ISIS-2: Managing an Acute MI

Got chest pain? Then pop some aspirin and head to the ER. This was, in a nutshell, the conclusion of the Second International Study of Infarct Survival (ISIS-2). 1.5 million Americans suffer from a heart attack every year and many are treated in the ER with morphine, oxygen, nitrates, aspirin and beta-blockers. Some are taken to the cath lab. Part of this methodical management stems from the results of ISIS-2. Prior to ISIS-2, there was exactly one trial that examined the use of aspirin, an anti-platelet agent, acutely during a myocardial infarction (MI). (In that study, one dose of aspirin was given for a suspected MI, and mortality was assessed at one month. The single dose conferred no mortality benefit and the authors concluded that aspirin was not beneficial in the acute setting.) The focus on streptokinase in ISIS-2 was less groundbreaking as there were a number of other concurrent trials studying the use of thrombolytic therapy for MIs. Still, in conjunction with other randomized clinical trials (GISSI, ISAM, etc), they quickly established a time frame of 3 hours for thrombolytic therapy, giving rise to the phrase “time is muscle”. Today, with rapid triage at the ED and improved times to percutaneous coronary intervention (PCI), we know it as 90 minutes for “door to balloon”.

The methodology in the study was consistent throughout the trial. Eligibility was made straight forward to encourage participation in various countries and ultimately 17,187 patients were recruited for the study. Patients were randomized for both aspirin and streptokinase. This created 4 distinct groups: streptokinase infusion, aspirin 160mg, streptokinase + aspirin, or placebo infusion and tablets. Participating physicians were encouraged to continue all other aspects of patient care as they saw fit, though they were required to report the intention to use any anticoagulation in addition to the trial medications. At the time of publication, discharge information on 204 patients (1.1%) was not available. Otherwise follow-up was strong, with 97% follow-up at 5 weeks after discharge and a median follow-up of 15 months.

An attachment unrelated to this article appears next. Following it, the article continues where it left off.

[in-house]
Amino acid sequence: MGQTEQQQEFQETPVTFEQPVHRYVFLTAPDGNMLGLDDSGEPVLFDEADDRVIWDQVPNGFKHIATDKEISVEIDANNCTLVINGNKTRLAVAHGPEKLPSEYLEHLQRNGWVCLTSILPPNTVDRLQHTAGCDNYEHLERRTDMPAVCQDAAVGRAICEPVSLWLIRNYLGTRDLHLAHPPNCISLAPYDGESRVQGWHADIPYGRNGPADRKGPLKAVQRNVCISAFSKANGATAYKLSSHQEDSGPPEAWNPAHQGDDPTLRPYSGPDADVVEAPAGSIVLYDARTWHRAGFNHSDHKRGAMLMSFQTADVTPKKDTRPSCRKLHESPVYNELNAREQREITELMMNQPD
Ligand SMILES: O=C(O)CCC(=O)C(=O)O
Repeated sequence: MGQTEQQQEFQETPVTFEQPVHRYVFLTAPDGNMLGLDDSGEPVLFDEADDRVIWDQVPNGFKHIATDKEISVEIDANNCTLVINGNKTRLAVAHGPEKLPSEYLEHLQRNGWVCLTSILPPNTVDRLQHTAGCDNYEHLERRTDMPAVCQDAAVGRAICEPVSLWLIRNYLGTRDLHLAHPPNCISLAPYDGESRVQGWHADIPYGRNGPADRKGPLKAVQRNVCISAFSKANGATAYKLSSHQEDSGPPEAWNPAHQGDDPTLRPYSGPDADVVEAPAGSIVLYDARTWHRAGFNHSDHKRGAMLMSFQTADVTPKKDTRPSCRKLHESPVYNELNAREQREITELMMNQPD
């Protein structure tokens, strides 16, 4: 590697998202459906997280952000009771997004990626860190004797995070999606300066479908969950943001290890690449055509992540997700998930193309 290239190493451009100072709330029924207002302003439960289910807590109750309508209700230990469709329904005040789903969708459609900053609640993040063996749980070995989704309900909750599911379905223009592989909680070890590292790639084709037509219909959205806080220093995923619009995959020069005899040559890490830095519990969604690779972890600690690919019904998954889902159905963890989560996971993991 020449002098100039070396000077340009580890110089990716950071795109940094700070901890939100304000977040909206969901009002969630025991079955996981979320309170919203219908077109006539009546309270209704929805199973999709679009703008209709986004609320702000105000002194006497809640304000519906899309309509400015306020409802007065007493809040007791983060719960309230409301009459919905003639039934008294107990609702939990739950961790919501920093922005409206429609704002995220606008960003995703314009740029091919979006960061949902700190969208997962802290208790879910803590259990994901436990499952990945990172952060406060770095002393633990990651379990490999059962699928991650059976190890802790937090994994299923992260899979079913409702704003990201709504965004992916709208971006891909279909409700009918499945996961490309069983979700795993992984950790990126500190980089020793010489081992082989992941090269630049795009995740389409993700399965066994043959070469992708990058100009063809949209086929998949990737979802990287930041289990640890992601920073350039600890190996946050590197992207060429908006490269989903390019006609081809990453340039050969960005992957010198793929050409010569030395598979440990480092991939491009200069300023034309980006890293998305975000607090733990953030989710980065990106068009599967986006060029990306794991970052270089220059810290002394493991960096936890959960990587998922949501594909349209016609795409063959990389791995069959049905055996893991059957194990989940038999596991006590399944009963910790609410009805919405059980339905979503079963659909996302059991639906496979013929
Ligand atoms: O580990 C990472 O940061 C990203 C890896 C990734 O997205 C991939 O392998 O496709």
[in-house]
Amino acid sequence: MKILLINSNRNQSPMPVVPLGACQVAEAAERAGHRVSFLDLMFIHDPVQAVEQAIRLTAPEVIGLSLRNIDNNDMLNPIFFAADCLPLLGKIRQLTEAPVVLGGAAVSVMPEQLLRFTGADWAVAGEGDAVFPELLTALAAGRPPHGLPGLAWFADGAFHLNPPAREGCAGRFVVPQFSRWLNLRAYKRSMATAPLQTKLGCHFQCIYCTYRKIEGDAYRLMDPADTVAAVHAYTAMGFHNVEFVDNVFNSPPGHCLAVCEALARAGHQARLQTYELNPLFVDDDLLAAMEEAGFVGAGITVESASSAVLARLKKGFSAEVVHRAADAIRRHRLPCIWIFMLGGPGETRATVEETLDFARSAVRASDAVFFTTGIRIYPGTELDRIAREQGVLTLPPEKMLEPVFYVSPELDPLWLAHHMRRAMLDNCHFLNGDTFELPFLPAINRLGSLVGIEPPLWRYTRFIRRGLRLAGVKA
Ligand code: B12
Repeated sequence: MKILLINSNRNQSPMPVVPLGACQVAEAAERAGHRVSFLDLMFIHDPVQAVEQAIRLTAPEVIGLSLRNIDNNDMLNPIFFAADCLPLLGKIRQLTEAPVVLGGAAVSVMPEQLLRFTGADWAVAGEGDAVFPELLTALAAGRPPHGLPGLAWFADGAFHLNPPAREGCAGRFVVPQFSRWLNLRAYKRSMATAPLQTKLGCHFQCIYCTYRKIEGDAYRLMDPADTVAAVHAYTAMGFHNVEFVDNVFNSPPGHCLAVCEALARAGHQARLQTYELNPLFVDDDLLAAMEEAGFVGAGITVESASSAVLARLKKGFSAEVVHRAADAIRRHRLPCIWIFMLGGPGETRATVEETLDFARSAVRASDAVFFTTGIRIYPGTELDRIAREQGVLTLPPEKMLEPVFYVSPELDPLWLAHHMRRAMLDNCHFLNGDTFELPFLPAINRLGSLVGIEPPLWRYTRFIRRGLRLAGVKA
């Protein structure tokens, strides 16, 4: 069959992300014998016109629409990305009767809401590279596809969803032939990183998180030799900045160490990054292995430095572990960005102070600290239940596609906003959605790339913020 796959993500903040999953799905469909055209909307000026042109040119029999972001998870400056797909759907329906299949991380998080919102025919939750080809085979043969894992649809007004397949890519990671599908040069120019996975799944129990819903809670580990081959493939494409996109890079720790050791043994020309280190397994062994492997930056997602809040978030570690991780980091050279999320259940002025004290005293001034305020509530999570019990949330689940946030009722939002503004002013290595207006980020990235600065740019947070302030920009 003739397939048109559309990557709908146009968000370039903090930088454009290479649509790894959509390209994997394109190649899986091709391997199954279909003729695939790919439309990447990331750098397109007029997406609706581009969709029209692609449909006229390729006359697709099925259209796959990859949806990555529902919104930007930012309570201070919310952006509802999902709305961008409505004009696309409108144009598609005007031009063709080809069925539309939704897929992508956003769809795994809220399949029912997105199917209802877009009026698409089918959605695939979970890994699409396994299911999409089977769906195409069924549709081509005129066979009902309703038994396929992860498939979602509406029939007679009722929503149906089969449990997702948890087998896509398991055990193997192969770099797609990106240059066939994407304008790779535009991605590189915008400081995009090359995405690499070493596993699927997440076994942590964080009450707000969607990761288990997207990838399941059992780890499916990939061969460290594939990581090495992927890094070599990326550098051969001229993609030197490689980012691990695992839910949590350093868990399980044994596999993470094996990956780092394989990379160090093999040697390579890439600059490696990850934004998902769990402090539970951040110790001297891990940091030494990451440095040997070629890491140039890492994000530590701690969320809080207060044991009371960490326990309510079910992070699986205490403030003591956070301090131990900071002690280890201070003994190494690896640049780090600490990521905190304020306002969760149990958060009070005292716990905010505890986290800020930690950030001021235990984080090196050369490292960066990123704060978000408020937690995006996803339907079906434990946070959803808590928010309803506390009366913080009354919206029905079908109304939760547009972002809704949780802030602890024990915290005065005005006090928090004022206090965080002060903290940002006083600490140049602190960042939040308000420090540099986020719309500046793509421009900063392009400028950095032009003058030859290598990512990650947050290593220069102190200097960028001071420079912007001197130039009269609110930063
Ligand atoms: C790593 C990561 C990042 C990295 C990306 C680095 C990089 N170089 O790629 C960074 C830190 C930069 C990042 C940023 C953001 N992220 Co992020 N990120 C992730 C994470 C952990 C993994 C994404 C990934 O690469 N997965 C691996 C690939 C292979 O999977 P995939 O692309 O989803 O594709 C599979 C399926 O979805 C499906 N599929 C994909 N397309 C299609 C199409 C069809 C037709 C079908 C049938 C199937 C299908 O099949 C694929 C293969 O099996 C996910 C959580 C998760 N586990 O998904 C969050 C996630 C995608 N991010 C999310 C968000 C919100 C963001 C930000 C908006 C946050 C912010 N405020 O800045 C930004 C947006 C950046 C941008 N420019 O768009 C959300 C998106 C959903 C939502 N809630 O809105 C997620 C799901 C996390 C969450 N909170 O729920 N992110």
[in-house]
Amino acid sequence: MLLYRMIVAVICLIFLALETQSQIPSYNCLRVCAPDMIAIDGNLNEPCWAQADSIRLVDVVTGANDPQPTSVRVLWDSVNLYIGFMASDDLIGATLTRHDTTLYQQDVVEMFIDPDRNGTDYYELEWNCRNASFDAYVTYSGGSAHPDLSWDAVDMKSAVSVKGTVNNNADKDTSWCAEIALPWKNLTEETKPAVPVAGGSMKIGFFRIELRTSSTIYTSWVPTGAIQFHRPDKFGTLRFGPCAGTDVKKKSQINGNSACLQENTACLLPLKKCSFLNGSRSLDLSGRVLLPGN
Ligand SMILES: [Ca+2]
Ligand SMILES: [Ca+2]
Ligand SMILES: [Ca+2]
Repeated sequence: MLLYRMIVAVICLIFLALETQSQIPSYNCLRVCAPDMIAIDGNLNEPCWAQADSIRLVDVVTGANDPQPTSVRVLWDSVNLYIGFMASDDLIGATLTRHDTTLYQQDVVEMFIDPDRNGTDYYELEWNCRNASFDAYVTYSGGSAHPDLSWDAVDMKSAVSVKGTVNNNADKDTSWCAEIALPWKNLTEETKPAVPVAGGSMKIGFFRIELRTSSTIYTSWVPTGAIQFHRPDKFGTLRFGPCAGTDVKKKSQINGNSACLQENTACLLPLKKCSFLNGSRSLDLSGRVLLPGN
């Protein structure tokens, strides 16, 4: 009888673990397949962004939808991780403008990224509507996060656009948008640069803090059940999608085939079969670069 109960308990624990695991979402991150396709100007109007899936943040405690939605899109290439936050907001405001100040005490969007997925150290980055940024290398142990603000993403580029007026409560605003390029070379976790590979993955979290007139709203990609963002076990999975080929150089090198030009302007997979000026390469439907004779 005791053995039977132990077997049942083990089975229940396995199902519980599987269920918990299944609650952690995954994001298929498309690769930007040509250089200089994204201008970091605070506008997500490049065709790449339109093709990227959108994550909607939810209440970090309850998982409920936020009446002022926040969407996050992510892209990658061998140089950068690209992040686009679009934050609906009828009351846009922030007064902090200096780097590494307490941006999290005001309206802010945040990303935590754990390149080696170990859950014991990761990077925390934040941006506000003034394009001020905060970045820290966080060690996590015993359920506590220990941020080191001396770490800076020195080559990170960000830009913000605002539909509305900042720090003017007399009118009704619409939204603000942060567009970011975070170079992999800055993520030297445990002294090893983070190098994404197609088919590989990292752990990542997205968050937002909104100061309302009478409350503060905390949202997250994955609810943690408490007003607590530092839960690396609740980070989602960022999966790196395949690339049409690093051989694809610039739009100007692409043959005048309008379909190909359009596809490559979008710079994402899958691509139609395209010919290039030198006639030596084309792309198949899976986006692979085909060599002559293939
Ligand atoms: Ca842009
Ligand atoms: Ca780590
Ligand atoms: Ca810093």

Both 5-week mortality and 24-month mortality were analyzed. Aspirin afforded a 23% reduction in the odds of death when given within 24 hours of the onset of chest pain and continued for a month. This translates into 25 deaths avoided per 1000 patients treated (NNT of 40) and 15 non-fatal cardiovascular events avoided. This effect was further enhanced if aspirin was given within 4 hours of pain; mortality benefits were less pronounced if given after 4 hours. When examining both fatal and non-fatal events in the years following a myocardial infarction, the number needed to treat is far less than 40. This survival benefit was independent of the survival gains witnessed with streptokinase therapy. The combination of thrombolytic and anti-platelet therapy, administered within 4 hours of onset of chest pain, lead to a reduction of 40-50% in odds of death.

The administration of aspirin in the setting of an acute MI can substantially alter the outcome. Moreover, the gains in survival over the first few weeks persist well into the future with smaller amounts of daily aspirin. These benefits, definitively established by ISIS-2, cannot be understated. Simply put, for the 1.5 million MIs that occur in the US every year, taking a drug that is already found in nearly all households can prevent tens of thousands of deaths.

ISIS-2 Collaborative Group. Randomized trial of intravenous streptokinase, oral aspirin, both, or neither among 17,187 cases of suspected acute myocardial infarction: ISIS-2. Lancet. 1988. Aug 13;2(8607):349-60.

(for those at UTSW, I can e-mail you a photocopy of the article since it isn’t available online through the library)